It was just a week ago that I finally gave the first round of papers back to my 11:15 section (I’m alternating between the two classes so I don’t have to give back 48 papers on the same day), and now I have the second round from my 8:00 class (yes; 8 am. Three times a week. arrgh…). It’s not quite as bad as the summer session, when I got a round of papers from my class every week and compelled myself to give them back in no more than two days, but it still feels like, “Didn’t I just do this?”
The first six weeks of the semester have gone by in a flash. Yes, I have two classes now; the 8:00 class is holding up remarkably well in terms of attendance so far, but the 11:15 group is a little more daring and energetic, and somehow much better at following instructions, on average. Their work has been about what I’d expect from freshmen in their first semester of college (some of them are very fresh), and we’re having most of the usual conversations: writing to your audience, rather than at or about them; choosing points that your readers will find persuasive, rather than just the things that matter most to you; controlling the desire to rant; the need for careful proofreading (along with the always shocking admonishment not to trust their spell-check); the difference between striving for perfect grammar and doing enough to be taken seriously. We’ve been working on the definition paper recently, which is always difficult for freshmen; language isn’t usually something people think about very much, and the meaning of particular words is something we take very much for granted, until we reach a point in higher education or citizenship where definitions attain paramount importance. When you first try to think about how we use language in context, it’s a little like trying to stare at the end of your own nose. (At least, that’s how I explain it to my students.) During the summer session, one of my students actually wrote in a blog about this paper, “Turn one word into 1500? I’m not a magician.”
Now we’re moving on into the personal narrative, which I like to introduce by talking about the powerful evocative qualities of language, that is, poetry. I’m still beating the kinks out of this lesson (it always starts with such blank stares from the students, who are all having high-school flashbacks about meter and metaphors and rhyme schemes), but I think I’ve got it on the right track now. I usually start it with “The Raven” because I figured most of them would have seen it before, but today I’m wondering if that’s a mistake; it may be what’s bringing on the high school flashbacks. It might be better to open it up with the next example, a Dorothy Parker poem:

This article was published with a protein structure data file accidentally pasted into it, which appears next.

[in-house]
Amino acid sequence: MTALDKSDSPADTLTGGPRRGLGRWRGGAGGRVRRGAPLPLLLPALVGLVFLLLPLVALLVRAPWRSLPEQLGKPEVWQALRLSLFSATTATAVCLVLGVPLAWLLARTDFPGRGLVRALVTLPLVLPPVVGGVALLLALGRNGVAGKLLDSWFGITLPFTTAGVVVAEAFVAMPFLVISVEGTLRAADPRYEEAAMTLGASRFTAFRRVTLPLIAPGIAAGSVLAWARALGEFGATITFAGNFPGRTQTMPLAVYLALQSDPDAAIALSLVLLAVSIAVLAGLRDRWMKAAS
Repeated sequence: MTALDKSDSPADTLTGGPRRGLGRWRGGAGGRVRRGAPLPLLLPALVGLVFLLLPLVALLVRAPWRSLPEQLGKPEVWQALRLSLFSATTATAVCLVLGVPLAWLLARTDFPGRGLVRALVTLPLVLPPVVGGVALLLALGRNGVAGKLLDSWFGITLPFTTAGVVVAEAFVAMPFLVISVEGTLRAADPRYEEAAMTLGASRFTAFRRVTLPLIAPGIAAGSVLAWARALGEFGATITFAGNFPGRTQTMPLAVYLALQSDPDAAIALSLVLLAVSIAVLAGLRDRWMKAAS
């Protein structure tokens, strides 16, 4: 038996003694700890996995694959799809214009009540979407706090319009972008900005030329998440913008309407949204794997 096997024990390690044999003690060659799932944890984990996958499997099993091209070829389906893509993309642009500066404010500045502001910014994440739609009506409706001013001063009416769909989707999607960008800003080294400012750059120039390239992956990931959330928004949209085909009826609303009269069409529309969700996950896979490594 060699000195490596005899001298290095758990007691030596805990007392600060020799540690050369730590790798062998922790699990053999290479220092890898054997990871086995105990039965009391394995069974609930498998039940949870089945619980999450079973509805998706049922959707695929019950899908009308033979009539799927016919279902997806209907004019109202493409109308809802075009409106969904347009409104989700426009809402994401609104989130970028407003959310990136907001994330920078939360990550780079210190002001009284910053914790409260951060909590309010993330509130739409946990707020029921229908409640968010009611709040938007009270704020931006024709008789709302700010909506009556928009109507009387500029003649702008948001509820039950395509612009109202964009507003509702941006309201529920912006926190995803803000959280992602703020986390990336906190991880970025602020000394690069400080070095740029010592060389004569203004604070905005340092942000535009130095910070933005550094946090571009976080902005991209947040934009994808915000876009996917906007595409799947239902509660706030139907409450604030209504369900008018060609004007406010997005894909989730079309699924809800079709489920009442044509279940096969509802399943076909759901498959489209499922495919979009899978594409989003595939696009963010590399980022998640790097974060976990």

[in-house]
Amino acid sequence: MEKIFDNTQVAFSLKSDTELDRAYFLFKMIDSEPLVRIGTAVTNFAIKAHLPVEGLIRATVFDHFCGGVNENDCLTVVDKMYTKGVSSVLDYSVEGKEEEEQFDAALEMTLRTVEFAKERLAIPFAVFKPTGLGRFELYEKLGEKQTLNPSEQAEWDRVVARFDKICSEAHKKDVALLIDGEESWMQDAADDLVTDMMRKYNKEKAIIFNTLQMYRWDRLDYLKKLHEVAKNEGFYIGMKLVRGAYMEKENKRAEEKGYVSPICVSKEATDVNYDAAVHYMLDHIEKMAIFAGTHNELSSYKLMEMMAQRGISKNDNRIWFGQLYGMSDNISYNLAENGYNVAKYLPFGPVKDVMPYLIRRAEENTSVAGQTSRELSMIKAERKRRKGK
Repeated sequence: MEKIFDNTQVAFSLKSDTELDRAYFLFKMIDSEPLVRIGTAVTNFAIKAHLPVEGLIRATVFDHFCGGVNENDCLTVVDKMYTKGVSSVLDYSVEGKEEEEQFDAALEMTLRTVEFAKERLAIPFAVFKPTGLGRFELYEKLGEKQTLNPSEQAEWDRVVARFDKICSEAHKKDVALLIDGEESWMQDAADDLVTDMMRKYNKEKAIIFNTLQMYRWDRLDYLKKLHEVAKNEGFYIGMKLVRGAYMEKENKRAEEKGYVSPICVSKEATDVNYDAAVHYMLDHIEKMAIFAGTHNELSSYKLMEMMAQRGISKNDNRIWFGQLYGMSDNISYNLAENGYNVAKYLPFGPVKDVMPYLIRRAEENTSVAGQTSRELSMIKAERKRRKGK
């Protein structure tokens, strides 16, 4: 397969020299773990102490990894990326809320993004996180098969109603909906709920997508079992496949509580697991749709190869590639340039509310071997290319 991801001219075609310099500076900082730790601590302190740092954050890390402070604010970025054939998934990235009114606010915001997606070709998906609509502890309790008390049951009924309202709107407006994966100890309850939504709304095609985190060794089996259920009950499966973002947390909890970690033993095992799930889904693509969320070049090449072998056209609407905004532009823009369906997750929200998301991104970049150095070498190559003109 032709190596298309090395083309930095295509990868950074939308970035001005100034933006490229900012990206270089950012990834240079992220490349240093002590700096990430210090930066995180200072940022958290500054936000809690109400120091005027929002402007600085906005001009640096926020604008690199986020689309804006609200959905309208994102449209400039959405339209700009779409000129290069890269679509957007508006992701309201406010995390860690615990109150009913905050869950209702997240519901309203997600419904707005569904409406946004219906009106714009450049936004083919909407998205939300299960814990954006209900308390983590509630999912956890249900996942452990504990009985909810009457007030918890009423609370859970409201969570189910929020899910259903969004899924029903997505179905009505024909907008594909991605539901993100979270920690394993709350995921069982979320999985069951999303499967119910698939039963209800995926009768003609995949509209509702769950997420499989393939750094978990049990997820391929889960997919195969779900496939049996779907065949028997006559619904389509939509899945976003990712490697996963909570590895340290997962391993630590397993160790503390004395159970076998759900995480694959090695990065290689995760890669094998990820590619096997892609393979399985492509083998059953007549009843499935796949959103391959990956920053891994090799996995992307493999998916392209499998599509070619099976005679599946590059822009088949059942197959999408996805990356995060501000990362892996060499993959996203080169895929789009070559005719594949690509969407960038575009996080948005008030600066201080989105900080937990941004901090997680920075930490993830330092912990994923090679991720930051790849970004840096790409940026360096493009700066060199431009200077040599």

I like to have a martini,
Two at the very most.
After three I’m under the table,
After four I’m under my host.
It catches them off-guard (they’re not used to poetry being funny, at least not in English class), and it’s easier to talk about because all the tricks are right up front. There’s a play on words (“under the table; under my host”), a sense of eschalating chaos, and because it ends after the fourth martini, the implication is, that’s the end of the line. And, as one of my students pointed out this morning, you really hope it’s the end, ’cause what would she do after five martinis?
With “The Raven,” I also like to talk about some of the surface tricks rather than trying to get into deep exegesis (for one thing, I don’t really know what Poe was talking about myself; for another, I’m not teaching a literature class). The verse has a strong and steady rhythm that’s easy to hear when it’s read aloud, and Poe does some wonderful things with alliteration and choosing his sounds carefully. Next we talk about “Where the Sidewalk Ends,” and then W. H. Auden’s untitled poem (“Stop all the clocks, cut off the telephone…”). With this one, we do talk about what it means and what’s happened (after all, it’s easy to tell), and about the power of verbal images, as opposed to explicit statements. You’ll notice there hasn’t been a word in here about trochaic feet or rhyme schemes, partly because of my own philosophy that meter is to poetry as chemistry is to cooking: you need a clear understanding in order to do it well, but you don’t need it to appreciate the effects. The point of the lesson is to skim the surface and give the students a sense of the range of possibilities open to them in more artistic writing and the creative use of language.
If I have time, I also talk a little about Sylvia Plath, The Iliad, and Beowulf, mostly to disabuse my students of the notion that poetry is nice and pretty. The Auden poem shows them pretty clearly that creative writing can convey powerful emotion and hit hard; I also like to show them that it can be gritty and violent and dark. We don’t really get into depth on anything, but as I said, that’s not the point; the point is to widen their view of what’s possible, what they can do, here and elsewhere. Maybe I’ll get lucky and one of them will write their narrative in verse (hey, it’s possible; one of my summer students did).